Technology helps restaurants make menu changes efficiently and profitably.
For years, restaurants have been urged to streamline menus for increased profits. Smaller menus come in many flavours—cross-utilization, menu makeovers, LTOs, quarterly menus—all of which require data-driven decisions.
Operators learned during the pandemic to pivot quickly on menu changes for survival. Long-term success, however, takes more than gut decisions, according to Gordon Food Service Business Solutions Specialist Eric Schamp.
You can make some decisions without data, but it’s so important to get it right that you should be calling on data, whether it’s your POS system, a recipe program, an inventory program—you’ve got to use that data to make decisions,” he said.
He suggests several ways operators can use menu data to manage profits while dealing with the labour shortage, supply-chain challenges and unstable pricing.
Develop a menu strategy
Ideally, a new menu should be built once a year. Your Gordon Food Service Sales Representative can show you a menu guide to help with decision-making, Schamp says.
“You can create a worksheet for right-sizing your menu or ask about value-added products that actually save time and labour for your kitchen staff,” he said. “Ultimately, you want to build recipes your team can prepare consistently with items that are in stock.”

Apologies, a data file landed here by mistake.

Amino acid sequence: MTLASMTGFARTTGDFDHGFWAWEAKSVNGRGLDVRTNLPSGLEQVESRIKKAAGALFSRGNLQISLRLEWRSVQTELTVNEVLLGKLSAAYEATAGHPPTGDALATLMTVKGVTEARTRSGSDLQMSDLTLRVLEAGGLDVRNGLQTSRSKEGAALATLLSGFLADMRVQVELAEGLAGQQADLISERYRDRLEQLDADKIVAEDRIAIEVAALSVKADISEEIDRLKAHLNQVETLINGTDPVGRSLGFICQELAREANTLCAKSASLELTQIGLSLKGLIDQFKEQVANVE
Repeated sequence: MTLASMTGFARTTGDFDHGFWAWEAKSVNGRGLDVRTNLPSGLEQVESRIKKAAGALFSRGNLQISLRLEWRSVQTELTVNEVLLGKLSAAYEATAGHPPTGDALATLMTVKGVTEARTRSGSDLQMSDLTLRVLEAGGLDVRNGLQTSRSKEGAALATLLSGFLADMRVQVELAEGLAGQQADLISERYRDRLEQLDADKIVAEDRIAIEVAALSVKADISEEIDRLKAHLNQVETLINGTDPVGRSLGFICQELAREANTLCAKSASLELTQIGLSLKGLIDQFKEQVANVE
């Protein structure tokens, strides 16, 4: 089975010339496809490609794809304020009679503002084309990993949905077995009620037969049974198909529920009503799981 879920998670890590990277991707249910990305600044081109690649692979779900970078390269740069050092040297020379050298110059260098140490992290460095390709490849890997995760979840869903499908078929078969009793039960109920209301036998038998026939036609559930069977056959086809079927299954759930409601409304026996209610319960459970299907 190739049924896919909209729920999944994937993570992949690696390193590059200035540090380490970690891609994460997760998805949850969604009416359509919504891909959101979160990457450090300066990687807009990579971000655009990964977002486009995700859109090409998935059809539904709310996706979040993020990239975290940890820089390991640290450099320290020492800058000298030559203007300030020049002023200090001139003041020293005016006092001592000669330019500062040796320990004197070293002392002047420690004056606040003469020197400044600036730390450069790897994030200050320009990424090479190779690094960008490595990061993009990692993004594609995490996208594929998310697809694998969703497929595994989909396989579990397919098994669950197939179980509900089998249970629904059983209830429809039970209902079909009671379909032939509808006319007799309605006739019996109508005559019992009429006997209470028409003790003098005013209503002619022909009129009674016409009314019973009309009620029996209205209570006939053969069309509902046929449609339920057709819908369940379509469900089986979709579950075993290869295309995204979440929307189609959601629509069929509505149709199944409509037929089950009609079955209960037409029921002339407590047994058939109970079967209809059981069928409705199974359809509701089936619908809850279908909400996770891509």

Be ready to adjust
After the menu launch, don’t be afraid to make changes, Schamp notes. That includes making tweaks, thinking about LTOs or even creating a quarterly or seasonal menu. Things to consider:
- What recipes are causing kitchen jam-ups?
- Are there speed-scratch or value-added solutions?
- What menu offerings are most/least profitable?
- Can they be tweaked to improve profits, or should they be dropped?
Call on menu technology
“Significant or long-term changes work best when supported by data. Your POS system and our Recipe Manager tool can really help,” Schamp said. “Operators who aren’t using Recipe Manager see it as an overwhelming project that takes a lot of time, but you don’t have to go all in.”
He suggests starting small. Use your POS to define your 10 best-selling menu offerings. Then work with your Gordon Food Service Sales Representative to plug those into the Recipe Manager application to see if you can find ingredients that will improve profits without compromising quality or affecting labour. “Even just starting with the top five can make a difference, then next month you can add a few more recipes.”
Make menu changes easy
Operators start out with planning and expectations, then technology enables them to quickly assess menu performance. Single-page paper menus and digital menus accessible with QR codes allow flexibility when pricing or product changes occur.
“It’s critical with inflation that once you start a menu, you come back to it often—every month or every two months,” Schamp said. “Then you can make changes or start another menu. It doesn’t have to be a large overhaul, just small changes here or there.”
The menu is never done
The menu is the most important document in every restaurant, but it can be a burden if an operator doesn’t know how it’s performing.
“The most critical part comes after the menu is done. How is the menu actually providing benefits to the business?” Schamp asked. “You don’t just want to design a menu and be done. You want to utilize technology to build a profitable menu that can change to always perform better.”